Heterozygous mutations of the KCNJ11 gene encoding the Kir6.2 subunit of the ATP-sensitive potassium channel (KATP channel) of the pancreatic β-cell cause diabetes in about 30-60% of all permanent neonatal diabetes mellitus cases diagnosed before 6 months of age. The KATP channel plays an essential role in the regulation of the electrical status of the membrane through which the secretion of insulin is activated. Transient neonatal diabetes mellitus due to KCNJ11 mutations is less frequent than abnormalities affecting the imprinted region of chromosome 6q24. We studied the genetic basis of two Cypriot patients who developed diabetes before 6 months of age. They both carried mutations of the KCNJ11 gene. The R201H mutation was identified in a patient who developed hyperglycemia and ketoacidosis at the age of 40 d and was successfully transferred to sulphonylureas which activate the channel through an ATP independent route. The R50Q mutation was identified in a child diagnosed at day 45 after birth with remission of his diabetes at 9 months of age. The same defect was identified both in his asymptomatic mother and the recently diagnosed 'type 2' diabetic maternal grandmother. The remission-relapse mechanism in cases of transient neonatal diabetes is not known. Nevertheless, it is possible that the residue of the mutation within the Kir6.2 molecule is associated with the sensitivity to ATP reflecting to the severity of the diabetic phenotype.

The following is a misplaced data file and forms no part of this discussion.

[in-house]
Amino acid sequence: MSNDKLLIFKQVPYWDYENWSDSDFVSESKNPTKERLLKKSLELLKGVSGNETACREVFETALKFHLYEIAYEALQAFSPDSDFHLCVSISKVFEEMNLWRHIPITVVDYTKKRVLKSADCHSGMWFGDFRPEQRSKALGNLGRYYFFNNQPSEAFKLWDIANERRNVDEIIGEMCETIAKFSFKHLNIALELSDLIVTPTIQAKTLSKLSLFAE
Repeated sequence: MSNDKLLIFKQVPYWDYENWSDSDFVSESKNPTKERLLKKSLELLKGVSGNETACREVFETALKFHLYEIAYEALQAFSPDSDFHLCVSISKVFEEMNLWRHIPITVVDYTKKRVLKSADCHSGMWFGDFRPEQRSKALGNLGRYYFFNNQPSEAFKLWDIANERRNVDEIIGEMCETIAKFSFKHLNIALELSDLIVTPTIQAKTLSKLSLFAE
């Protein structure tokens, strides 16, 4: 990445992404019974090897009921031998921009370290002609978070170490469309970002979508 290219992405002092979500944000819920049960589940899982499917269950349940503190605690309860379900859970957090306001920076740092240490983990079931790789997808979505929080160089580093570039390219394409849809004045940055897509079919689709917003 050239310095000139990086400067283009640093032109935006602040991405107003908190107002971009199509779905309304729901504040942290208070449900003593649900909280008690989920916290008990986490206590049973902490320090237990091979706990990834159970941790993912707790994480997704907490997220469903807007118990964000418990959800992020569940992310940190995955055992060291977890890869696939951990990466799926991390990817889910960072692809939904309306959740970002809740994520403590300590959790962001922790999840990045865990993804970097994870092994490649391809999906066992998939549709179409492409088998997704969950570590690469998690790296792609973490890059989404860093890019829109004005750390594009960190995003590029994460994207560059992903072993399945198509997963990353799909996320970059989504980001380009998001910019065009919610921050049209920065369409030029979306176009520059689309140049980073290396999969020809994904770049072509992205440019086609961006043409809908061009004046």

- K channel
- KCNJ11 gene